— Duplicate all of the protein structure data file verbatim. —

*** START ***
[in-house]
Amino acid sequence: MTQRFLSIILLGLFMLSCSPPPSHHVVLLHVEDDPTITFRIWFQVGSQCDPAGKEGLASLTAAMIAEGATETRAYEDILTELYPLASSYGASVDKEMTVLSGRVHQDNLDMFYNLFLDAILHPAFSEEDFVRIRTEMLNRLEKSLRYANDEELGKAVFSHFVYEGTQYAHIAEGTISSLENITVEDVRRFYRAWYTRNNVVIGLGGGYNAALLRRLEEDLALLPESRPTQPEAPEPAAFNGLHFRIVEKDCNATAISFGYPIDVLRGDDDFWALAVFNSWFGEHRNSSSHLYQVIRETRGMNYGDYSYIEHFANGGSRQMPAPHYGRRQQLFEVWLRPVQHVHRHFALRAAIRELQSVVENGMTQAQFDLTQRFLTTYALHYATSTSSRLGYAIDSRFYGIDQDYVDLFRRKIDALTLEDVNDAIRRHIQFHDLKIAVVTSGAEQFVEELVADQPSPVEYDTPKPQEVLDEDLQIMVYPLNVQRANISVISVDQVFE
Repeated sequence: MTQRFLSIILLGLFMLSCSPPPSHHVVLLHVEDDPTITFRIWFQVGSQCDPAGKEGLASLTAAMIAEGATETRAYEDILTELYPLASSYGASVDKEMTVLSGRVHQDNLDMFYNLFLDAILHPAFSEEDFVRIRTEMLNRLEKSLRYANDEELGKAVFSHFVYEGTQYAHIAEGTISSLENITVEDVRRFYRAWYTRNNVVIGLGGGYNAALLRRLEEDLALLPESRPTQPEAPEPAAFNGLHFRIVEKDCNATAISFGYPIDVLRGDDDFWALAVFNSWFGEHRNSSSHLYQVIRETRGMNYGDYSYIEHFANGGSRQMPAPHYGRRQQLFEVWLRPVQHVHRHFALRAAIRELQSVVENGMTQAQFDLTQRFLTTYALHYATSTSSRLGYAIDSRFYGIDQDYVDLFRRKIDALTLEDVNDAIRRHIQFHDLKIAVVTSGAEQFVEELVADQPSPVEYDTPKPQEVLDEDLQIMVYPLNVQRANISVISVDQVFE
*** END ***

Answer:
[in-house]
Amino acid sequence: MTQRFLSIILLGLFMLSCSPPPSHHVVLLHVEDDPTITFRIWFQVGSQCDPAGKEGLASLTAAMIAEGATETRAYEDILTELYPLASSYGASVDKEMTVLSGRVHQDNLDMFYNLFLDAILHPAFSEEDFVRIRTEMLNRLEKSLRYANDEELGKAVFSHFVYEGTQYAHIAEGTISSLENITVEDVRRFYRAWYTRNNVVIGLGGGYNAALLRRLEEDLALLPESRPTQPEAPEPAAFNGLHFRIVEKDCNATAISFGYPIDVLRGDDDFWALAVFNSWFGEHRNSSSHLYQVIRETRGMNYGDYSYIEHFANGGSRQMPAPHYGRRQQLFEVWLRPVQHVHRHFALRAAIRELQSVVENGMTQAQFDLTQRFLTTYALHYATSTSSRLGYAIDSRFYGIDQDYVDLFRRKIDALTLEDVNDAIRRHIQFHDLKIAVVTSGAEQFVEELVADQPSPVEYDTPKPQEVLDEDLQIMVYPLNVQRANISVISVDQVFE
Repeated sequence: MTQRFLSIILLGLFMLSCSPPPSHHVVLLHVEDDPTITFRIWFQVGSQCDPAGKEGLASLTAAMIAEGATETRAYEDILTELYPLASSYGASVDKEMTVLSGRVHQDNLDMFYNLFLDAILHPAFSEEDFVRIRTEMLNRLEKSLRYANDEELGKAVFSHFVYEGTQYAHIAEGTISSLENITVEDVRRFYRAWYTRNNVVIGLGGGYNAALLRRLEEDLALLPESRPTQPEAPEPAAFNGLHFRIVEKDCNATAISFGYPIDVLRGDDDFWALAVFNSWFGEHRNSSSHLYQVIRETRGMNYGDYSYIEHFANGGSRQMPAPHYGRRQQLFEVWLRPVQHVHRHFALRAAIRELQSVVENGMTQAQFDLTQRFLTTYALHYATSTSSRLGYAIDSRFYGIDQDYVDLFRRKIDALTLEDVNDAIRRHIQFHDLKIAVVTSGAEQFVEELVADQPSPVEYDTPKPQEVLDEDLQIMVYPLNVQRANISVISVDQVFE